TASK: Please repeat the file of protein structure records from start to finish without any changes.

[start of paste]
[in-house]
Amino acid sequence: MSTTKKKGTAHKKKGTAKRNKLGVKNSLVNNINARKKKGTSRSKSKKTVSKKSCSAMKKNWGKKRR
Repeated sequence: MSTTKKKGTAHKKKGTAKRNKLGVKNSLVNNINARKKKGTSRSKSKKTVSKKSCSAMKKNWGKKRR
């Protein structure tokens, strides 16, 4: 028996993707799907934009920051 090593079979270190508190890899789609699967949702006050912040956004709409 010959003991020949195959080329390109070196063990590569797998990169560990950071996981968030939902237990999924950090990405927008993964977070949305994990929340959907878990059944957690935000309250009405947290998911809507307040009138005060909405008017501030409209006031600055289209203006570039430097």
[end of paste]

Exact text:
[in-house]
Amino acid sequence: MSTTKKKGTAHKKKGTAKRNKLGVKNSLVNNINARKKKGTSRSKSKKTVSKKSCSAMKKNWGKKRR
Repeated sequence: MSTTKKKGTAHKKKGTAKRNKLGVKNSLVNNINARKKKGTSRSKSKKTVSKKSCSAMKKNWGKKRR
């Protein structure tokens, strides 16, 4: 028996993707799907934009920051 090593079979270190508190890899789609699967949702006050912040956004709409 010959003991020949195959080329390109070196063990590569797998990169560990950071996981968030939902237990999924950090990405927008993964977070949305994990929340959907878990059944957690935000309250009405947290998911809507307040009138005060909405008017501030409209006031600055289209203006570039430097």